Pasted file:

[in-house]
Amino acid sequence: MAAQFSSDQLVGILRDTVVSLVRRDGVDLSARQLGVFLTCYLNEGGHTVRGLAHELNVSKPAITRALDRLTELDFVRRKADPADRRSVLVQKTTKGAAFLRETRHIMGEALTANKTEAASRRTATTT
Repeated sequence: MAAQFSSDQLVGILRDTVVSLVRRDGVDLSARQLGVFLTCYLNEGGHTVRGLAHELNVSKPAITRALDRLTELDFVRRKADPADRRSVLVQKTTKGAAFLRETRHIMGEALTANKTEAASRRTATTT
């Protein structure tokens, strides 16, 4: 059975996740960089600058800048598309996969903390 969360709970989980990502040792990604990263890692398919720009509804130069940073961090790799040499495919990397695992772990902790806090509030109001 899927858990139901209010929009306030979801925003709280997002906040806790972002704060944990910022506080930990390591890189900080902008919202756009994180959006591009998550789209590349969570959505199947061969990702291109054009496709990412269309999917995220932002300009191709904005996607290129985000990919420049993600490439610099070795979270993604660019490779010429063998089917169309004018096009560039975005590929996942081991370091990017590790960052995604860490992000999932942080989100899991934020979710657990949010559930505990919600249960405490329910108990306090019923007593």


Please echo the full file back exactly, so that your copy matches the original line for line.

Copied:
[in-house]
Amino acid sequence: MAAQFSSDQLVGILRDTVVSLVRRDGVDLSARQLGVFLTCYLNEGGHTVRGLAHELNVSKPAITRALDRLTELDFVRRKADPADRRSVLVQKTTKGAAFLRETRHIMGEALTANKTEAASRRTATTT
Repeated sequence: MAAQFSSDQLVGILRDTVVSLVRRDGVDLSARQLGVFLTCYLNEGGHTVRGLAHELNVSKPAITRALDRLTELDFVRRKADPADRRSVLVQKTTKGAAFLRETRHIMGEALTANKTEAASRRTATTT
């Protein structure tokens, strides 16, 4: 059975996740960089600058800048598309996969903390 969360709970989980990502040792990604990263890692398919720009509804130069940073961090790799040499495919990397695992772990902790806090509030109001 899927858990139901209010929009306030979801925003709280997002906040806790972002704060944990910022506080930990390591890189900080902008919202756009994180959006591009998550789209590349969570959505199947061969990702291109054009496709990412269309999917995220932002300009191709904005996607290129985000990919420049993600490439610099070795979270993604660019490779010429063998089917169309004018096009560039975005590929996942081991370091990017590790960052995604860490992000999932942080989100899991934020979710657990949010559930505990919600249960405490329910108990306090019923007593």